Saturday, August 28, 2010

nearing capacity.

The first week of classes is over, it was a bit of a stressful week but I think I have everything under control. I have 3 classes this semester, about 30 students in all. When I started teaching here I had 2 half full ceramics 1 courses and no advanced students or majors. The basic classes fill up every semester now and I have a good grouping of advanced students with a couple of majors. I've really enjoyed getting to build my own program and the students have responded well. I'm honest with them and I don't pull any punches and while they piss and moan sometimes I think for them having a teacher who is real with them is a breath of fresh air.

Anyways, here is the assignment board for Cer. 1-3 with their first assignments. I give them a rather open-ended assignment to start with and it is just to get them back to work and in the groove.



I had the good fortune of getting to spend the day in the studio. I made a bunch of mugs, dinner plates and some serving bowls. You know, the usual spread. Here are some freshly slipped mugs. I'm shying away from using slips on my work for awhile, at least until I get back into the wood kiln. That may be awhile but more on that in another post.


Mugs and plates.


Plate detail. I'm really fond of these loose meandering lines.

Perhaps my favorite decorating tool is a jigsaw blade. It makes this mark along with many others.



Porcelain yunomi with feet inspired by another potter. Care to take a stab at it?


The shelves starting to fill up, it feels good. It's been a long time since they've been full.


Here is an angle I've never shown before. This is my studio from the other side, if you were sitting at the wheel. Messy isn't it? I could clean it, but I'd rather make pots.


Well that's all for now, cheers!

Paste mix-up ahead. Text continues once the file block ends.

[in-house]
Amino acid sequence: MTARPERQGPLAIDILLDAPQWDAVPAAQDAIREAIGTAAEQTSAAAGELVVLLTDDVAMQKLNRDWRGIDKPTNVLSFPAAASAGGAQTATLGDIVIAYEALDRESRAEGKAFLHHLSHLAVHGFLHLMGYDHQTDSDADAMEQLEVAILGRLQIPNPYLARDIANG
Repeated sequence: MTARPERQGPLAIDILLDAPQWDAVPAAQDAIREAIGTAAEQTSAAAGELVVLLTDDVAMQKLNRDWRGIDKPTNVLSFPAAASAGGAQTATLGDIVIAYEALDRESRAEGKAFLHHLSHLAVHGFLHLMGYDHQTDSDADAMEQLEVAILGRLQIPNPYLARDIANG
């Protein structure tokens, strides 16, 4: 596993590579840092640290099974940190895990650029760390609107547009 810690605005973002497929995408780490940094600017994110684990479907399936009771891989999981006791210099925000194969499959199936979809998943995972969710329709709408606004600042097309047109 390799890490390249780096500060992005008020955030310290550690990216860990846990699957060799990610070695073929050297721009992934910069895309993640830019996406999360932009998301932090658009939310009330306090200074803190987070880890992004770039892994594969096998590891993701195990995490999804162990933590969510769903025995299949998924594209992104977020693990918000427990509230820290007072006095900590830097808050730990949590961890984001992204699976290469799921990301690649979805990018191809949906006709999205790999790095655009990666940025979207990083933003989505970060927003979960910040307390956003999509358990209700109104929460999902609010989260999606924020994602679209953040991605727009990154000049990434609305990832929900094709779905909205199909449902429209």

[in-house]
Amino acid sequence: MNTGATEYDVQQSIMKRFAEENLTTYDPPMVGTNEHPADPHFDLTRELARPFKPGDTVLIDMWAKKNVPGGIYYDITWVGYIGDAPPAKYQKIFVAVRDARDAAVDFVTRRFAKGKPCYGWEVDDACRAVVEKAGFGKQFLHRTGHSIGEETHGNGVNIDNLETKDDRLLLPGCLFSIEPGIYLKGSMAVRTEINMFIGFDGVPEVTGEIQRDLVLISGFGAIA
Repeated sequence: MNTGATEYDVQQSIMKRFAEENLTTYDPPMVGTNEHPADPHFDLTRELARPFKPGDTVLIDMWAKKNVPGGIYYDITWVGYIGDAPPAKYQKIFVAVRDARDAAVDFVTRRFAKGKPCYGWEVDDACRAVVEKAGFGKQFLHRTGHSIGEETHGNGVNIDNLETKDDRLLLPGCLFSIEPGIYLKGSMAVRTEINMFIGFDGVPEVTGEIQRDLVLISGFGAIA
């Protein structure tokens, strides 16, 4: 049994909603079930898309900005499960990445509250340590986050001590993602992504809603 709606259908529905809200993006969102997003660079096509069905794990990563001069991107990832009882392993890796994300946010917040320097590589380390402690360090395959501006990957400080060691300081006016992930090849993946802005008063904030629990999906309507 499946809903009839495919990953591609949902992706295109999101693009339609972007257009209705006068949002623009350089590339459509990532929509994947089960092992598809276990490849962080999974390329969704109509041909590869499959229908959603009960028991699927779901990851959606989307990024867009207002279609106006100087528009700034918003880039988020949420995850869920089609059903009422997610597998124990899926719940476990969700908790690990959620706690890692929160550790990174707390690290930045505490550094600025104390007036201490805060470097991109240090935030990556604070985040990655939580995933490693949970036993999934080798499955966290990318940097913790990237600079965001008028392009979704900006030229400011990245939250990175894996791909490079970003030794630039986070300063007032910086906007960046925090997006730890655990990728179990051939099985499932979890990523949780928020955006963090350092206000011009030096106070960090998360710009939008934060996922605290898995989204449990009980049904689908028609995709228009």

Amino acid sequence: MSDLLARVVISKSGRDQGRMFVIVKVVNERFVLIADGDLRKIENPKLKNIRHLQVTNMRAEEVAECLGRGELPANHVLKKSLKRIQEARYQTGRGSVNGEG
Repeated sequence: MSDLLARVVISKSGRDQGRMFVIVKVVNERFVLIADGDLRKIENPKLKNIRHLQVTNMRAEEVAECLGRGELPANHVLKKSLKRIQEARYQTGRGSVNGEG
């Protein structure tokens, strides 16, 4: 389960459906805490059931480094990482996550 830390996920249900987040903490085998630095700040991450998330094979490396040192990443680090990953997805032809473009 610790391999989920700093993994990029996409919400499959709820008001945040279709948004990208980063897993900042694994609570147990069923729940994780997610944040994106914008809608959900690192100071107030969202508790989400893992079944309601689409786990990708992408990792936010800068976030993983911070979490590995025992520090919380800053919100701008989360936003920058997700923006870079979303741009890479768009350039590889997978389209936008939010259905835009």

[This post brought to you by the Pilcher Blog Post Relevance Rating System for the Elevation of Ceramics(PBPRRSEC) which rates this post as a 3.1 on the 1-10 scale.] ;)

9 comments:

Linda Starr said...

Nice to see a shot of the studio from the other side, great use of a sawblade.

Chris C. said...

125 pots in an week? Wish I had you as a teacher in college. Really would have lit a fire under my ass...

Ron said...

You get at least an 8.9 just for the educational value of those feet.

Tracey Broome said...

From P.I.S. (potters interested in simplicity) This came from my friend Meredith, shorter acronym. My professors when I was in design school were brutal and I hear them in my head every day when I am making something. They were strong promoters of craftsmanship and honest about our work to the point of tears some days. It made me a better crafts person for sure, and now that I have survived their brutality I really appreciate all the critiques. Somebody has to be honest with artists, it will make them all better in the end! Good to see you back at it! also enjoying practicing with my brush, still don't know what I'm doing, but it's fun!

createniks said...

Nice to see you making use of the bizzilion pounds of clay from your previous post.

Joe and Christy said...

Good to see you back making pots.
Joe

mugmkr said...

I had the good fortune of taking a three week vacation earlier this month, the first vacation in a very long time. Upon my return I could not help but notice how unorganized and messy my own studio had become. I've taken a few days to clean, toss, organize, add new shelves, etc. and I'm so glad I did...I'll have to play catch-up for this month's firing but the reward is that I won't be wasting time stepping over things and fruitlessly searching for stuff.

Weird how you see things from a different perspective after a bit of a break!

PS The feet on the yunomi remind me of Jim Romberg's style.

brandon phillips said...

chris-the 125 pots is collective but they have to figure on losing half their pots in critique so it's about 60+/- each.

tracey-i never think of my critiques as brutal but i know the students do. i always let them leave after critique to let them absorb for a few hours. there is usally a collective silence and mopiness as they leave the room. that's how you know it was a good session. it's tough sometimes but it really is for the best.

Scott Cooper said...

"PBPRRSEC" = hilarious.